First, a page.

Ethics and the Law: Silence Is Golden . . . Sometimes - By Robert Pelton

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Saturday, October 10th, 2015

Keep your mouth shut. Don’t tell anyone else about it. It is part of an old proverb: “Speech is silver and silence is golden. Often the best choice is to say nothing.”

When your clients are the subject of criminal investigations, ethically you should warn them to keep their mouths shut and remain silent.

Your client needs to communicate with you, so it is better not to be silent with you. It is much better if you are not silent with your client. Silence may get you a grievance and a difficult client. All communications between the accused citizen and the lawyer are privileged communications. Many times the client will bring his wife, family members, or friends when the lawyer and client are communicating. Always advise the client of the privilege. Warn the client of the potential danger of his best friend or wife or husband or any other person suddenly becoming his enemy. If the client insists, write a simple note for the client to sign.

I, [client], waive the attorney/client privilege and permit my lawyer to communicate with my [spouse, cousin, friend, etc.]. My lawyer, [Robert Pelton], has advised me that there is a danger in doing this.

                                                                                                                     [Client]  

Always tell your client not to discuss their case with anyone. If your client understands and signs this waiver, then you can discuss the status or answer questions. The client may not be able to fully explain what is going on, and family or friends may be able to help.

The hotline has received several calls from lawyers and or family members or friends, employees, seeking facts or the status of the case. Mothers worry about their children. When a crying mother, whose son has a lawyer, calls or comes to your office asking for your advice and wanting to know why the other lawyer won’t talk to her, explain the attorney/client privilege. We recommend you call the lawyer and advise the current lawyer of this event. The rules permit this. The lawyer may have good reason to hide information from that certain person. If there is no valid reason, then a simple explanation to the lawyer that he needs to get a waiver from his client so the lawyer can tell the crying mother or father what is happening on the case may help. A lawyer who is serious will not mind that.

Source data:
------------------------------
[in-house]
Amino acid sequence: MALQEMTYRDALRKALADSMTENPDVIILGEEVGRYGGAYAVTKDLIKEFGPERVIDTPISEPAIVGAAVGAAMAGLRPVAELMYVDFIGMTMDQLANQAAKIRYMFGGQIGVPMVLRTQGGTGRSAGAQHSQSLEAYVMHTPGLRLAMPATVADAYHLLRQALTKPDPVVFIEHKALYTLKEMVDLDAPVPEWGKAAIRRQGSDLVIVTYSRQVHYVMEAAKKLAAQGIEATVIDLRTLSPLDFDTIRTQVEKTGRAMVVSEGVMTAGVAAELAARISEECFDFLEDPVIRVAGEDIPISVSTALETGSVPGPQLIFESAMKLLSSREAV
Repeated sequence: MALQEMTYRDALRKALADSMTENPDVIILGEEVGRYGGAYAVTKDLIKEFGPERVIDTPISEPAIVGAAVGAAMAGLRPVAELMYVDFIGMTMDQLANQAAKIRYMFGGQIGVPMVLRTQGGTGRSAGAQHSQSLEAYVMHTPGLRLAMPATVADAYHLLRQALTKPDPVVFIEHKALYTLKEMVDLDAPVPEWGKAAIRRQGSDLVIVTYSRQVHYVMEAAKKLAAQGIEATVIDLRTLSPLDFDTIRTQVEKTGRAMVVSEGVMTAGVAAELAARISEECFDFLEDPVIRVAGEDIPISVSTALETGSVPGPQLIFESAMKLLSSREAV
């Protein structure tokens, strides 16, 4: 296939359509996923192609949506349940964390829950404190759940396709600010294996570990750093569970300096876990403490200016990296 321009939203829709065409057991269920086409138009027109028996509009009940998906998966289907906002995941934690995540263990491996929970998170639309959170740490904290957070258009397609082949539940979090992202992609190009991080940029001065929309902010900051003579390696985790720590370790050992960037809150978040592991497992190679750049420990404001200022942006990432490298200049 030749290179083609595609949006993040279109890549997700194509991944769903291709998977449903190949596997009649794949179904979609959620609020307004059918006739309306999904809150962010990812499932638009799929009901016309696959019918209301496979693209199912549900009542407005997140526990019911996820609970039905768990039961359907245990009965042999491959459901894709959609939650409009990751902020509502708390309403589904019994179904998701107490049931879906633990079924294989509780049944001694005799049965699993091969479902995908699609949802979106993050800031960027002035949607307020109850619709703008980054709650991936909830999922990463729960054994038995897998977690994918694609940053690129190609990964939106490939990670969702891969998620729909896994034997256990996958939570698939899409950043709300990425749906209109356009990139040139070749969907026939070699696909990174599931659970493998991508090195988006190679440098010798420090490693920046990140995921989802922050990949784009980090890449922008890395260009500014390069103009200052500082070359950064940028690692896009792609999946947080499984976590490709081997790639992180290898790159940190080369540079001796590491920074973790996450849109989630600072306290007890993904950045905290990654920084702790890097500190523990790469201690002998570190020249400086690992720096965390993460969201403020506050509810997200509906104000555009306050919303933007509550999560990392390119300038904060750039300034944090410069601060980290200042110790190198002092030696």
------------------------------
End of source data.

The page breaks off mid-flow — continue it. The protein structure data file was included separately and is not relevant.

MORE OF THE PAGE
Clients in jail get lonely and scared because many of them do not have many people who really care about them. Try to see the client who is locked up, and encourage people to visit the client. Send a letter to just check in if you cannot go to the jail.

You are bound by the Texas Code of Ethics. Talking in hallways or elevators can be disastrous. It has been reported that in at least one courthouse in Texas recording devices have been discovered in hallways and elevators. A police officer out of uniform was in the hallway in a Houston courtroom listening to the defendant talk with a friend about his case. Of course the officer told the prosecutor of the conversation, and it was very unfavorable to the client.

At minimum, when you have a trustworthy person worried about their loved one, get a waiver from the client to give information about what is going on with case and court settings.

Many clients do not take their cases seriously. They may think it is no big deal. Do not make promises you cannot keep. If the client is totally unreasonable, then the best option is to decline the case.

What will the outcome be? You cannot and should not talk about the case results until you have all the facts covered. Investigate the case. Go to the scene of the alleged offense. Talk to all the witnesses. Even after getting discovery, you will generally find more witnesses that law enforcement did not talk to. Law enforcement people want to close the case. In a recent capital murder case where our client was a gang member, the deputy talked about all the tattoos and what they meant. He was very familiar with our client’s life, but when asked about the shooters, he had no information. When he was asked why there was not an investigation on the two shooters, he said, “No prosecutor asked us to find out about them.”

You are ethically bound to investigate law and facts. Most times it is best to have an investigator talk to the witnesses first. Tape-record and memorialize in writing—then you can talk to the witnesses. You will end up being a witness if the individual who was interviewed claims you lied or misled them.

Sometimes the truth hurts. It hurts more if you have not done everything ethically to find facts that may help your client. Reach out to a fellow lawyer if you need advice as a second opinion.

Bobby Mims is now working very diligently and ethically to find facts that will help him in a capital murder case. Without doing what Lawyer Mims is doing, his client will suffer and his case will make bad law which others will have to deal with.